Boston Bruins

By Ty Anderson,

The numbers game was seemingly always working against Adam McQuaid’s 2018-19 season staying in Boston.

In the final year of a contract with a $2.75 million cap hit, and with the Bruins downright loaded on the right side of their defense corps, it was tough to envision a scenario in which McQuaid cracked a healthy Bruins lineup on a regular basis. With that in mind, the B’s opted to give McQuaid a fresh start, sending him to the New York Rangers in exchange for Steven Kampfer, a fourth-round pick in 2019, and conditional seventh-round draft choice before the official start of training camp.

Still, the move was far from easy, as a by all means mourning Boston locker room told you with their raw reactions to the move.

“Very difficult day for me personally, and for the organization as well,” Bruins general manager Don Sweeney said of McQuaid’s departure. “We want to thank Adam; A tremendous Bruin, and a tremendous teammate.

“Every player dictates when they get an opportunity to play. In Adam’s case, he willed himself and made himself into a really, really good player and won a Stanley Cup as a result of it. Obviously, the competitiveness, the toughness — whether it was blocking a shot or potentially dropping the gloves — he’s evolved as a player to play in an era a few years ago versus playing last year. So it’s a testament to him, and the work that he did right back from the first time he stepped on the ice with Mr. V and Paul Vincent. There’s a lot that went into [McQuaid’s development], and I was there every step of the way. It was a difficult decision because of what he meant to the Boston Bruins, and what he will always mean to the Boston Bruins.”

Sentiments that were echoed by McQuaid’s now former teammates.

“He’s been such a tremendous friend, a teammate, a leader,” Bruins captain Zdeno Chara said. “It’s a very unfortunate part of the business. But we all wish him the best. He’s that type of guy and player that he will have success no matter where he’s gonna be. It’s hard to see your friend be gone, but he’s not out of our lives. So we’re gonna still be in touch and be friends.”

Boston defenseman Kevan Miller, who jostled with McQuaid for the same playing time and role on Boston’s third defensive pairing over the last few seasons, considered McQuaid somebody he looked up to en route to an NHL career.

“[McQuaid] kinda paved the way for a lot of guys like myself,” Miller said. “He’s been a Stanley Cup champion. It’s never easy. I wish him all the best. I know he’s gonna do great over there. He’s gonna be great for that room, he’s a great player, and he’ll be dearly missed here. He’s probably one of the toughest guys in the league. He’s not just an enforcer or a fighter whatsoever.

“He can play, and we’ll miss him.”

For others, such as Boston top-liner Brad Marchand and starting goaltender Tuukka Rask, McQuaid’s friendship is something that predates Boston, which undoubtedly made the trade that much harder to swallow.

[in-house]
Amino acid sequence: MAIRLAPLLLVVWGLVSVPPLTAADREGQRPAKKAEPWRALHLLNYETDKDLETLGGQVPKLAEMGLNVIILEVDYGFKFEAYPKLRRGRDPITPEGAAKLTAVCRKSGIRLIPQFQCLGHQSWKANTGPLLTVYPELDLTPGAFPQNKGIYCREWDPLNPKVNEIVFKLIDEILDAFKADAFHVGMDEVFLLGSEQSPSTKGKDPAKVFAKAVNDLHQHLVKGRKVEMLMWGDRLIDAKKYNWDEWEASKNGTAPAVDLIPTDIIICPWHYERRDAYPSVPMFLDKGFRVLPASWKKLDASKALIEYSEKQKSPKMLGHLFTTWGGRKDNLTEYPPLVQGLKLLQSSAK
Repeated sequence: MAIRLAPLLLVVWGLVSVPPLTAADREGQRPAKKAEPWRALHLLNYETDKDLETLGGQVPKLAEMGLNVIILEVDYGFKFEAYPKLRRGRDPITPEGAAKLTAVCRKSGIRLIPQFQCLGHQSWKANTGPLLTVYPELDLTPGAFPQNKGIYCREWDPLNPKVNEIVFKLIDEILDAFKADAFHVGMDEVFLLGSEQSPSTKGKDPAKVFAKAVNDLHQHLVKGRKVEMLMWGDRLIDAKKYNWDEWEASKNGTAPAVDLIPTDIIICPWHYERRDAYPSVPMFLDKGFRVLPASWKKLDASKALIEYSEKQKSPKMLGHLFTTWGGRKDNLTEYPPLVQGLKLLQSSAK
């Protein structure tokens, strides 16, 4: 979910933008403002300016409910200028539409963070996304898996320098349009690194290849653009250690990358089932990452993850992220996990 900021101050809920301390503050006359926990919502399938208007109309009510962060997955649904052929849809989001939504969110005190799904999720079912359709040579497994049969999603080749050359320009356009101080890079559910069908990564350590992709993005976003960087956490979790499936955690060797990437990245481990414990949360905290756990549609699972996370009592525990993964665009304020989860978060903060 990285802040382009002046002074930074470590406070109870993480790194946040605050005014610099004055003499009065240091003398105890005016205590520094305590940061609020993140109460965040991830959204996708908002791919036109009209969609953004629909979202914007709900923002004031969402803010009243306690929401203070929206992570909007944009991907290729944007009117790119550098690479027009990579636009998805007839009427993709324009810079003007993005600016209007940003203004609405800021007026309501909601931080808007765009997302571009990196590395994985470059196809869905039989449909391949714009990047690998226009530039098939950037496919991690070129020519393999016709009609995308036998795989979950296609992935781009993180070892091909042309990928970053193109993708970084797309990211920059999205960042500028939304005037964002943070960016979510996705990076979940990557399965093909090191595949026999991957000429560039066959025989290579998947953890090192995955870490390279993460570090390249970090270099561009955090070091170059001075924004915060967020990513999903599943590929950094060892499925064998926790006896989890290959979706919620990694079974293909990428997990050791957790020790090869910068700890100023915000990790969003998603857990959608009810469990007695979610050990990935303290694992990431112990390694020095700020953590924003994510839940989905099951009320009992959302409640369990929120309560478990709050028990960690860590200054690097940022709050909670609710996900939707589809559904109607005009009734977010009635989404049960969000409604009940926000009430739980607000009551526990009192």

“It’s a tough day. Very disappointing losing Quaider. He’s been an incredible teammate for a long time,” Marchand, who was a roommate of McQuaid at one point and started playing with the bruising defender in Providence, said. “When you look around the room, you want guys like him. He’s just an incredible guy off the ice, in the room, a great friend. On he ice, he’s an incredible teammate — he’ll do anything for the team, anything for each and every player.

“It sucks. It’s unfortunately part of the business. This is a game we play in, and these are things that happen. We’ll never forget him as a teammate or friend. Everything we’ve gone through together… it’s hard losing him.”

“He blocked so many shots and prevented so many goals for me and other goalies that we’re forever grateful for that, and he was a true warrior,” Rask offered. “He defended his teammates on the ice all the time. Just a great, solid d-man and a great guy. I’ve spent all my career with him, so we developed a great friendship, so he’s gonna be missed.”

Even Bruins head coach Bruce Cassidy’s relationship with McQuaid started before their time together in Boston.

“It is tough to see him go,” Cassidy, who joined the P-Bruins coaching staff during McQuaid’s season AHL season, admitted before the team’s departure for the 2018 O.R.G. NHL China Games. “It’s been ten years we’ve been together. Way back in Providence, paired him with Matt Lashoff way back in the day. Became a shutdown defenseman for us… actually played second power-play [time on ice], we tried to grow his offensive game. So there’s been a lot of work over the years with Adam.

“Today was a tough morning. We’ll miss him, mostly as a person, but as a teammate.”

Ty Anderson is a digital producer for Any opinions expressed do not necessarily reflect those of 98.5 The Sports Hub, Beasley Media Group, or any subsidiaries. Have a news tip, question, or comment for Ty? Follow him on Twitter @_TyAnderson.